September 19, 2018

I am often asked by my clients, as a financial planner, should I have a will or trust? The short answer is YES! If you own assets and want to make sure at death they go to whom you intend them to go, a simple will or trust is a great solution. There are many reasons why having a written and legal binding estate plan makes sense. One of the big ones is to help avoid probate. We commonly hear that it is wise to avoid probate, but why? Let’s explore this topic.


Many people have heard they should avoid probate, but few understand what probate is and how the process works.


Probate is the legal process that wraps up a person's legal and financial affairs after their death.  During the probate process a person's property is identified, cataloged, and appraised.  In addition, probate makes certain any outstanding debts and taxes are paid.  It can be a complex process, filled with very specific legal requirements.

For example, if someone dies without a valid will, the probate court sees that the deceased person's assets are distributed according to the laws of the state.

If someone dies with a valid will, the probate court is charged with ensuring the deceased person's assets are distributed according to their wishes.


Probate can take a long time -- anywhere from a few months to more than a year.  If there is a will, and one or more of the heirs chooses to contest the document, the process can take a lot longer.1

Probate can be expensive. Even though probate costs are capped in some states, they may reach 5% or more of the estate's value.  That's calculated on the gross value of the estate -- before taxes, debts and other expenses are paid.  And if the probate process is challenged, the legal costs can rise.2

Finally, probate takes place in a public court.  That makes everything a matter of public record; there is no privacy.  Anyone who wants to can find out exactly what was left behind (and how much each of a deceased person's heirs received) and can review the court records of the deceased person's estate.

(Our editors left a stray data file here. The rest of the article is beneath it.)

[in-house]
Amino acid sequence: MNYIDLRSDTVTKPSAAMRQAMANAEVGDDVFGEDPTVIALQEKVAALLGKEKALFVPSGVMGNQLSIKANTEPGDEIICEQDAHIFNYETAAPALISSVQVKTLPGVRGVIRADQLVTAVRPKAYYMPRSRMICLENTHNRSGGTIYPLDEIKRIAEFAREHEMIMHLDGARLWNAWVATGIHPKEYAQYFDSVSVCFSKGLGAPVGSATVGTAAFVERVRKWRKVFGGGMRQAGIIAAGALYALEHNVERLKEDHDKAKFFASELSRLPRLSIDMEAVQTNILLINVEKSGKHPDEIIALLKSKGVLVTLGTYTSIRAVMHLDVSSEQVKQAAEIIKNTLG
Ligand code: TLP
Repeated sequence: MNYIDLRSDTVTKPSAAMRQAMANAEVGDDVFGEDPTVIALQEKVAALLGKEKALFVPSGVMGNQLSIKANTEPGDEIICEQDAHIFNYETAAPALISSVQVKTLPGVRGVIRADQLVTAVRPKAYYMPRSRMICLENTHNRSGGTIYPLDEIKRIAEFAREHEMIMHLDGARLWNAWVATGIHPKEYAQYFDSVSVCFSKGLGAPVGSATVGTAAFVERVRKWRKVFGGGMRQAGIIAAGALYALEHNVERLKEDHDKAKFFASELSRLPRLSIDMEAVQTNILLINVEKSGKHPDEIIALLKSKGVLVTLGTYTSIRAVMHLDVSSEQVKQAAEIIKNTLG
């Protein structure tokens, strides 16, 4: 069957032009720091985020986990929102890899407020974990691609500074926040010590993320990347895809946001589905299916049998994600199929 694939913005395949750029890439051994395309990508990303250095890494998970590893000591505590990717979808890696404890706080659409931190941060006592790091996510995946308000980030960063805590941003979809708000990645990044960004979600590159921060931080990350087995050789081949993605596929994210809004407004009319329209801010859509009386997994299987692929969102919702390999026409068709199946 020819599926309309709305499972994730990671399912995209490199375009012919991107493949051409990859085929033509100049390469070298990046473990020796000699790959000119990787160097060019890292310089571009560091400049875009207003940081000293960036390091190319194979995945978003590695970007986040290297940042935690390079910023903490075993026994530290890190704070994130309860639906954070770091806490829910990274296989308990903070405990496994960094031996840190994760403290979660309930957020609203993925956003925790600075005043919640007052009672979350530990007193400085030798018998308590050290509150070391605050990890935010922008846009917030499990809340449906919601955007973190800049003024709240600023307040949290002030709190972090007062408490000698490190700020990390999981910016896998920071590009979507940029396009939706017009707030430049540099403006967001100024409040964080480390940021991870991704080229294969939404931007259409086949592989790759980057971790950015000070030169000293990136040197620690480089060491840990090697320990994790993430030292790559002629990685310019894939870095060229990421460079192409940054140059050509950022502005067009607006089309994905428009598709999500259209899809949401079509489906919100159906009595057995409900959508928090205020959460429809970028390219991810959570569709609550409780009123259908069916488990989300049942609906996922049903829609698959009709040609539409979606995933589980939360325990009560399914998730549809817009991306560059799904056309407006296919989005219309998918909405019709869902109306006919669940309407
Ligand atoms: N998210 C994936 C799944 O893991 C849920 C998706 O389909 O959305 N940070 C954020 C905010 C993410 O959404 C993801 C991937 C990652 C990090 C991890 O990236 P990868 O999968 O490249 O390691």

Those who have concerns for their heirs' privacy may want to take steps to manage the probate process.

Every estate passes through probate following the owner's death.  Probate can be a public process that exposes all your assets, or it can be managed to include as little information as possible. When preparing your estate documents, consider how you want the courts to handle your personal finances after your passing.


Some assets can be structured so they may not have to go through probate.  Here's a partial list:

  • Property held in a trust
  • Jointly held property (but not common property)
  • Death benefits from insurance policies (unless payable to the estate)
  • Property given away before you die
  • Assets in a pay-on-death account
  • Retirement accounts with a named beneficiary

The best solution? Find a good Estate Planning Attorney. These are attorney's specialized in estate laws that can help evaluate your needs and recommend the right type of estate plan, be it a will or a trust.  They can help your estate mitigate or possibly avoid the probate process. If you have any questions about this topic or any other financial planning topic, please contact me at:


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The content is developed from sources believed to be providing accurate information. The information in this material is not intended as tax or legal advice. It may not be used for the purpose of avoiding any federal tax penalties. Please consult legal or tax professionals for specific information regarding your individual situation. This material was developed and produced by FMG Suite to provide information on a topic that may be of interest. FMG Suite is not affiliated with the named broker-dealer, state- or SEC-registered investment advisory firm. The opinions expressed and material provided are for general information, and should not be considered a solicitation for the purchase or sale of any security. Copyright 2018 FMG Suite.